BY SEAN CLARK

[This is an ongoing feature in which we compare books with their A/V counterparts. Most of the time, but not always, the book is better than the movie or show.]

I really, really liked The Road when I first read it. It is a dark, emotionally hefty story about a father and son crossing post-apocalyptic America. It handles a lot of themes in ways I hadn’t come across much or at all before. It tells a unique and touching father-son tale so well that I actually gave my father a copy for Father’s Day that year, despite the generally unhappy-if-not-hopelessly-depressing mood of the novel. That is to say, the book made quite an impression on me. Moreover, I don’t particularly like Cormac McCarthy all that much (I’ve also read Blood Meridian and The Crossing, neither of which I’d readily recommend). Still, it was one of my favorite books of 2006.

I didn’t have much expectation for the movie. Much of the appeal of the book for me was how the narration betrayed very little detail of the world. That is, McCarthy did a phenomenal job of covering his world in a blanket of darkness. Reading The Road, you feel almost as if stumbling through a dark forest at night with a candle: when the flame flickers just right, you catch a glimpse of what’s ahead of and around you, but not enough to focus on anything, or rest assured in any sort of safety.

This doesn’t apply just to the physical setting but to the characters as well. They are powerfully rendered, to be sure (indeed, it was the depiction of the father-son relationship that most gripped me), but the writing and characterization are so carefully scant that it’s only barely possible to envision these characters outside of the horrible wasteland setting in which the reader finds them.

This is, of course, a major strength and theme of the book: most of humanity, devoid of civilization and left to scavenge and kill for a meager survival, has lost all context of itself.

I thought for sure the movie would miss this altogether, and thus, suck. Instead, the opposite happened: the movie hits the viewer over head with the flagging humanity for the entire film. This is mostly perpetrated through two avenues: the boy, and the wife.

In the book, the wife is a fragmented collection of memories. We learn of her demise, and know she is on the man’s mind. But she is not prominent. She just comes up sometimes, often in the middle of some horrible occurrence, and he tries to suppress her from his thoughts. He fears that by mourning her he could lose her memory (and his will to live):

Rich dreams now which he was loathe to wake from. Things no longer known in the world. The cold drove him forth to mend the fire. Memory of her crossing the lawn toward the house in the early morning in a thin rose gown that clung to her breast. He thought each memory recalled must do some violence to its origins. As in a party game. Say the word and pass it on. So be sparing. What you alter in the remembering has yet a reality.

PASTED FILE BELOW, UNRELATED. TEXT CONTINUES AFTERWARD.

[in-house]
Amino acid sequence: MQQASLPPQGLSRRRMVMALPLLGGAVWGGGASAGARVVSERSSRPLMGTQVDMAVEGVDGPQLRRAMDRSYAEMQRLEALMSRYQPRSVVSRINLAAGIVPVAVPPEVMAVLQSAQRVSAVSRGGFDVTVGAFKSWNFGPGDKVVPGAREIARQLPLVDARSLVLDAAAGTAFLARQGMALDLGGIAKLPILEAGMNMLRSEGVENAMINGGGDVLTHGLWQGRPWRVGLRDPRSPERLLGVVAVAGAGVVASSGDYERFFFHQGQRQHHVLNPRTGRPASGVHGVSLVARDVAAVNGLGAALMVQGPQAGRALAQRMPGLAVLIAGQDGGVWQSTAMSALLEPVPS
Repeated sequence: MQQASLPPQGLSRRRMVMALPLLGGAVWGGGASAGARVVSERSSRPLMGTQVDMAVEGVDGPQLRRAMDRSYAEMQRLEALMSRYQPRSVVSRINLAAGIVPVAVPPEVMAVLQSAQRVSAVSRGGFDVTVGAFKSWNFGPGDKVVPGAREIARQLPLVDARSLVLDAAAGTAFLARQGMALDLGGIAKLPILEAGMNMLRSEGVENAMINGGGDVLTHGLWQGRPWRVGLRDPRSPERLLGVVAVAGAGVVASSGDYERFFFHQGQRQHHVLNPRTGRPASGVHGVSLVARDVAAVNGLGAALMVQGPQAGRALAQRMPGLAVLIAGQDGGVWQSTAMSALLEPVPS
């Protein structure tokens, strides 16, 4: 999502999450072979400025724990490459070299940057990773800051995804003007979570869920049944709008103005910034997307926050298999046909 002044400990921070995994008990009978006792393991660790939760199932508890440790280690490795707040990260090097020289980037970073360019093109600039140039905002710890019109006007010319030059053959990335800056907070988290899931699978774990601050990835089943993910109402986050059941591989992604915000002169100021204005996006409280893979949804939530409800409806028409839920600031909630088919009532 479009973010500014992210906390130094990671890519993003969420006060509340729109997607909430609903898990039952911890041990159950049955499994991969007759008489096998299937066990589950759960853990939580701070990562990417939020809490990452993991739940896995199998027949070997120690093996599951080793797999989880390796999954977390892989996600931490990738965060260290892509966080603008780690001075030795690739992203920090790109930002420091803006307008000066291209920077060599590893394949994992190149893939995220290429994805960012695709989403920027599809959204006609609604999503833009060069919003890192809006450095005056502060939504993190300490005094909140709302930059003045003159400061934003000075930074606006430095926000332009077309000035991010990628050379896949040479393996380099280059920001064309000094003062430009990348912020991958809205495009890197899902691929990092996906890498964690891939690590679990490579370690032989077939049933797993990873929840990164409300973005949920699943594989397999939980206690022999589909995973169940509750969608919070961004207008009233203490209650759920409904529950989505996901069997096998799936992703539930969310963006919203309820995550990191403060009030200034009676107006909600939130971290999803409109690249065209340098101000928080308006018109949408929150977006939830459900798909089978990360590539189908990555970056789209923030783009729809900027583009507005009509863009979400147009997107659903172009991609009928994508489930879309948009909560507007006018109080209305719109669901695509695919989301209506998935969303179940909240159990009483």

In the movie, she is Charlize Theron. She takes up a lot of screen time and we see her give up on life while the man (Viggo Mortensen) cannot. Her presence–rather than her absence–works as a foil for the man’s character.

The boy’s relationship with the father is a crucial plot element to both the book and the film. He is the father’s charge, the man’s reason for living is to help the boy survive. The man doesn’t see the boy as a person, he sees him as a treausure to protect. As the story progresses the man becomes increasingly aware of his need to transition from his fierce, instinctual protection of his offspring, to teaching the child how to survive. He does this as a man who has seen his world destroyed. The boy of course knows no other world than the harsh wasteland.

The book strikes a fine balance between their two worldly outlooks, and allows their relationship to slowly accomodate this melding of sensibilities. In the movie, the boy (Kodi Smit-McPhee) has a lot of personality. He is outspoken in his want to trust and help others. His budding personality slowly rises to conflict with his father’s. The man tries to impress on the boy that he must to learn to survive, but he never really seems to mean it. He wants the boy to remain under his protection. The boy, on the other hand, constantly wants to find the good in others. He craves a humanity he’s never actually known. This theme is present in the book, but there it is subtle; the movie hammers us repeatedly with it:

This was by no means a bad movie. It was well crafted, and certainly far better than I had anticipated it would be. The Road accomplished a lot of depth for a short, stylistic novel, and its manner of delivering this thematic depth doesn’t easily translate to a visual medium. Therefore, it was an okay effort but the book was better.

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